After flames engulfed France’s Notre-Dame cathedral in 2019, Britain’s future King Charles III sat down to write to President Emmanuel Macron, describing his heartbreak and offering his help and advice on the restoration. This week, more than four years on, the monarch will tour France on a royal visit and inspect the site of the inferno that stirred memories of the blaze that swept through his own family’s home of Windsor Castle in 1992.
The trip that starts tomorrow will be filled with many such personal touches and moments of symbolism as Britain and France seek to rebuild ties tested by the bitter and chaotic years of Brexit. Charles had meant to make France his first royal visit after his coronation, but the March trip was abruptly cancelled by violent French protests over pension reforms, much to Macron’s embarrassment.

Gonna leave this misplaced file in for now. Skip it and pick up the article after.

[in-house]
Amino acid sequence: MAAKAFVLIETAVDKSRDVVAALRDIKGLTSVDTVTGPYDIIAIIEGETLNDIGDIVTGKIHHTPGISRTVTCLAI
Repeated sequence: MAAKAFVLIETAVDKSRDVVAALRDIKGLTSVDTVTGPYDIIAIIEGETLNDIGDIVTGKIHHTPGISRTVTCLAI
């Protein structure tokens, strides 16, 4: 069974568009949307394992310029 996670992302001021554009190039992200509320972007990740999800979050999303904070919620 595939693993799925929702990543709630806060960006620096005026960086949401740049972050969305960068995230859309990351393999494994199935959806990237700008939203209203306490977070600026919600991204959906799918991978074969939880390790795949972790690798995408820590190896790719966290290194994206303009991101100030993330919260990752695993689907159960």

On their second attempt, the 74-year-old king and the 45-year-old president will set out to build on a relationship already bolstered by their communications over Notre-Dame and their shared interest in climate and heritage, royal aides said. Charles and his wife Queen Camilla are scheduled to visit Paris before heading southwest to the vineyards of Bordeaux.
The king, a fluent French speaker like his mother, is keen to walk in the late Queen Elizabeth’s footsteps and is likely to refer to his mother’s deep affection for France, officials said.
Elizabeth visited 13 times during her reign, more than any other country in Europe, according to Buckingham Palace. On her first official trip in 1957, she had lunch with President René Coty in the Hall of Mirrors of the Palace of Versailles. The former French royal palace will be back in action tomorrow night during a state banquet in its famed 17th century gallery, built by the ‘Sun King’ to project the power and majesty of the French monarchy.
The day after that, Charles and Camilla will visit the flower market named after Queen Elizabeth on Paris’ Ile de la Cité.